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How do I add a lab to Earth Science course?


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My 9th grader is taking an online asynchronous Earth Science class. How can I make this a course with a lab and add lab reports? We know nothing of lab reports but she will be taking Biology with lab next year and I want her well prepared. Tia.

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ideas for labs/actvities

Here's a list of high school Earth Science Activities and Labs from K12. Click on each unit for the specific lab activities to go with that topic, and you'll come up with a bunch to choose from. If your Earth Science is a full 1-credit high school course, I suggest completing a minimum of 18 labs (an average of 1 lab every 2 weeks), up to as many as 24 labs, to meet the usual requirements for a lab science course. Choose labs that fit with the material being covered in your course, AND that are not overly-difficult to reproduce in your home.

 

the lab report

Here are instructions on "how to write a lab report", and then here is the sample lab report from the same K12 group -- it is extremely detailed  (more than the typical high school science lab report). Here's a less detailed sample lab report from the Donna Young website, which is more typical of high school science lab reports. When writing up the lab and listing equipment, use the formal science terms of: test tube, graduated cylinder, balance, and pipette -- not the kitchen terms of glass jar, measuring cup, kitchen scale, and eyedropper. If a lab activity is very brief, you probably do not need to write a lab report. Or, if you have several brief, related lab activities, write them up together in a single lab report. Definitely write up reports for longer/more involved labs, and where applicable, create a graph or table to go with it to show results.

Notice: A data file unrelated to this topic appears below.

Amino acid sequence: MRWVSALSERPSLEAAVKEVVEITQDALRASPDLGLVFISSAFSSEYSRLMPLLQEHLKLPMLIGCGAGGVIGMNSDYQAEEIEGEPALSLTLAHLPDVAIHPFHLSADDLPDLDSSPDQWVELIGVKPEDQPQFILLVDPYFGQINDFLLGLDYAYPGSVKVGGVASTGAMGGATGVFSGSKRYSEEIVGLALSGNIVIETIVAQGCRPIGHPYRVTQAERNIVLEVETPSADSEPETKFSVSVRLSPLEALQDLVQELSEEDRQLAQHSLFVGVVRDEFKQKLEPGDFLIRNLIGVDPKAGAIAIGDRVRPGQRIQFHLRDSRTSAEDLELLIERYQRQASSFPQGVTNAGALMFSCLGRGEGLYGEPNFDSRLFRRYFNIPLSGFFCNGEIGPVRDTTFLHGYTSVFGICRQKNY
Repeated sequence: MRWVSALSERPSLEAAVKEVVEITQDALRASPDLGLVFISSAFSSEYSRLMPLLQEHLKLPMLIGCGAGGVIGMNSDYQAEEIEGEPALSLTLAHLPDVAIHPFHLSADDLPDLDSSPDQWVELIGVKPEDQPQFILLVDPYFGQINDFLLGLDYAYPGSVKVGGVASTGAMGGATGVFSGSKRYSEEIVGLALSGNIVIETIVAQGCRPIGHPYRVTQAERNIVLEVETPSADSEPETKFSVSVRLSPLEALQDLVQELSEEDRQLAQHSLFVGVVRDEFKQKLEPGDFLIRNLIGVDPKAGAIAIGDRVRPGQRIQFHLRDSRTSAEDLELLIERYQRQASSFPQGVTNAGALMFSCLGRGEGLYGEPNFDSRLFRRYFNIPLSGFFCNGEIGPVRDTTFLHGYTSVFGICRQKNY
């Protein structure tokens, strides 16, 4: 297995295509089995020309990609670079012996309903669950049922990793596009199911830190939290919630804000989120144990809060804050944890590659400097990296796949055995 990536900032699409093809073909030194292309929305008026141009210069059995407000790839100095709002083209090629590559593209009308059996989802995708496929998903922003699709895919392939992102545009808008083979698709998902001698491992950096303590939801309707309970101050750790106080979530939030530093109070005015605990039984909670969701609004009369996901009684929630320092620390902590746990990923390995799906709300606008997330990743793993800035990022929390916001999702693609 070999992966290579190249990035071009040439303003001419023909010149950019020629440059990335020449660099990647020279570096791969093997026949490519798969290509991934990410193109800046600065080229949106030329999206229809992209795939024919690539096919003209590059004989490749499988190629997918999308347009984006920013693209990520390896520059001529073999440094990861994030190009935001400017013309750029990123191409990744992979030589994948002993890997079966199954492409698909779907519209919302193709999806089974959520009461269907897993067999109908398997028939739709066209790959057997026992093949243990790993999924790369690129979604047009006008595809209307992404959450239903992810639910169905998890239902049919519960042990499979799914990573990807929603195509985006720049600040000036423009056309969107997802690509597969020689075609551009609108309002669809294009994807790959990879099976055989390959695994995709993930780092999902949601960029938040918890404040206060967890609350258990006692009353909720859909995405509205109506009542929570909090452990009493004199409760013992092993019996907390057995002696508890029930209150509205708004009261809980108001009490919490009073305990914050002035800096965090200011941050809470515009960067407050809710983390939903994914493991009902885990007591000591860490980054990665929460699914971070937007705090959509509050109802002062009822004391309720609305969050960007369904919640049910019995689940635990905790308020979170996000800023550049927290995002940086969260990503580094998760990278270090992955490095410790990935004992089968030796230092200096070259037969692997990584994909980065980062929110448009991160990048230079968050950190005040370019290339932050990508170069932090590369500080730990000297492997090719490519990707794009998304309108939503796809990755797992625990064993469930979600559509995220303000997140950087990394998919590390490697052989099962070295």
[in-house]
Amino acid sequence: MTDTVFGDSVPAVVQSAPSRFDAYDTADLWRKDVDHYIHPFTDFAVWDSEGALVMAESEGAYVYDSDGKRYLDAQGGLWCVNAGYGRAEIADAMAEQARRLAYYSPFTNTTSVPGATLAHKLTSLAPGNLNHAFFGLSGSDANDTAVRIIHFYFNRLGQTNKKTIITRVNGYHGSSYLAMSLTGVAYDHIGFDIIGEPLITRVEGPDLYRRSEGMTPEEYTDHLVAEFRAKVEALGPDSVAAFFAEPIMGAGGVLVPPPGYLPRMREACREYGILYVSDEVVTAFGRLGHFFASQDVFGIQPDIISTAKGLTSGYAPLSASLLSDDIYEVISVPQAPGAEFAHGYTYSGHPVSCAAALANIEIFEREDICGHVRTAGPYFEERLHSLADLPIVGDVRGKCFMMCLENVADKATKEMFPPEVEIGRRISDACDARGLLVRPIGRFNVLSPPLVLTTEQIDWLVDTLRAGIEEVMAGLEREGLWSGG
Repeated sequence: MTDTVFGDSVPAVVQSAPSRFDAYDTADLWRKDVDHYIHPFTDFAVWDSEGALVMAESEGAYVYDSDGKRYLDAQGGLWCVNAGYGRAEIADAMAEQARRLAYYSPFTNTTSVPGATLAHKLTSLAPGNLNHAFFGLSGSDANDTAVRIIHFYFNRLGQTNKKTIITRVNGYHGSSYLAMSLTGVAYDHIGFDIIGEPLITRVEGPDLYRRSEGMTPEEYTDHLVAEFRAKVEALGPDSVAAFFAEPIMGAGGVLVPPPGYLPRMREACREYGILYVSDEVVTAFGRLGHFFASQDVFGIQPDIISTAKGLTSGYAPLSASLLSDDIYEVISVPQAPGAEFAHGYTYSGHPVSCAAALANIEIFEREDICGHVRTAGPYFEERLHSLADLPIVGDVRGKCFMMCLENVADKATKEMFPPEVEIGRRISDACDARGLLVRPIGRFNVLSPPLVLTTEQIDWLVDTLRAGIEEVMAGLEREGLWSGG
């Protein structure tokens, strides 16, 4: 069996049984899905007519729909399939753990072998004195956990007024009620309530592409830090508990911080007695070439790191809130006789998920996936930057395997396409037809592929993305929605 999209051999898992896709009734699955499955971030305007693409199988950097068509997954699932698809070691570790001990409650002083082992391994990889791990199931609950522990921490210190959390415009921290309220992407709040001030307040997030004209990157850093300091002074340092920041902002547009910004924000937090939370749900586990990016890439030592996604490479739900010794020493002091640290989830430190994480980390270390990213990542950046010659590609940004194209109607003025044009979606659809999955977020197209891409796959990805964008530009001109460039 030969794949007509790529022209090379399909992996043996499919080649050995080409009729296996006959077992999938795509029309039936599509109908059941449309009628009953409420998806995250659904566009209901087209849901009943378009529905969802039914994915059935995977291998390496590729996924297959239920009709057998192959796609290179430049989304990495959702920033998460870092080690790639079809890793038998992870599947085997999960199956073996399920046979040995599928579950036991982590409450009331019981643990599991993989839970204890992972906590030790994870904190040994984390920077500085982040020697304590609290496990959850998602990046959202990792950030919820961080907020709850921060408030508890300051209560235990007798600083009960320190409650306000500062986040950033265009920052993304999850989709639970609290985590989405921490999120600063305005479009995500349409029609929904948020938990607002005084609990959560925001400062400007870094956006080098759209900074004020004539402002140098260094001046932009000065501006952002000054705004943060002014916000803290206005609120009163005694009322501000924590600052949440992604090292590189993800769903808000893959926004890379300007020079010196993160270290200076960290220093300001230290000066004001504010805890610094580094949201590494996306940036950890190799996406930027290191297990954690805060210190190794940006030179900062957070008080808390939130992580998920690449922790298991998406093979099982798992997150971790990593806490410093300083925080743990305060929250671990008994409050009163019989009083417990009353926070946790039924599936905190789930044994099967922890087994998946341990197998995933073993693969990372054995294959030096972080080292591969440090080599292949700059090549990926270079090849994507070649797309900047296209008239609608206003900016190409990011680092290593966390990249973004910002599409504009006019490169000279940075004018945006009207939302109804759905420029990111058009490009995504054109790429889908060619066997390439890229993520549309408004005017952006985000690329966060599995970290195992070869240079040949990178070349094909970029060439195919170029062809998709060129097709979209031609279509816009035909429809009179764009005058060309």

supplements

You might check out the TOPS Rocks & Minerals unit (be sure to also purchase the supply kit) for some basic lab activities. And here is a Virtual Lab for testing rocks that is fun -- just make sure you also do plenty of live, hands-on labs, and use the virtual labs as supplement.

 

Enjoy! Warmest regards, Lori D.

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PS -- ETA

 

Looks like your text covers:

- (Astronomy) Constellations, Earth’s Motions, Moon, Sun, Planets, Exploration of Space

- (Meteorology) Weather Instruments, Atmosphere, Violent Storms

- (Geology) Geology, Minerals, Rocks

- (Earth Science) Volcanoes & Earthquakes, Mountains, Erosion, Glaciers, Oceanography

 

Looks the lab units cover:

- unit i: composition of the earth’s crust (10 labs)

- unit ii: the dynamic crust (10 labs)

- unit iii: surface processes (6 labs)

- unit iv: landforms and topographic maps (33 labs)

- unit v: earth’s history (10 labs)

- unit vi: meteorology (19 labs)

- unit vii: climate and insolation (10 labs)

- unit viii: the earth in space (19 labs)

 

So a match up of those lab units with your text subjects:

- Unit I = Geology

- Unit II, III, IV, V = Earth Science

- Unit VI, VII = Meteorology

- Unit VIII = Astronomy

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Rocks and minerals kit, weather station kits, trips to planetariums, fields trips to rock and mineral sections of museums, if you live near the cost there are usually museums that have weekend-long/weeklong trips to test water quality/ocean features, trips to places where there are interesting rock strata formations Grand Canyon, Palisades Interstate Parkway in NJ, etc..).

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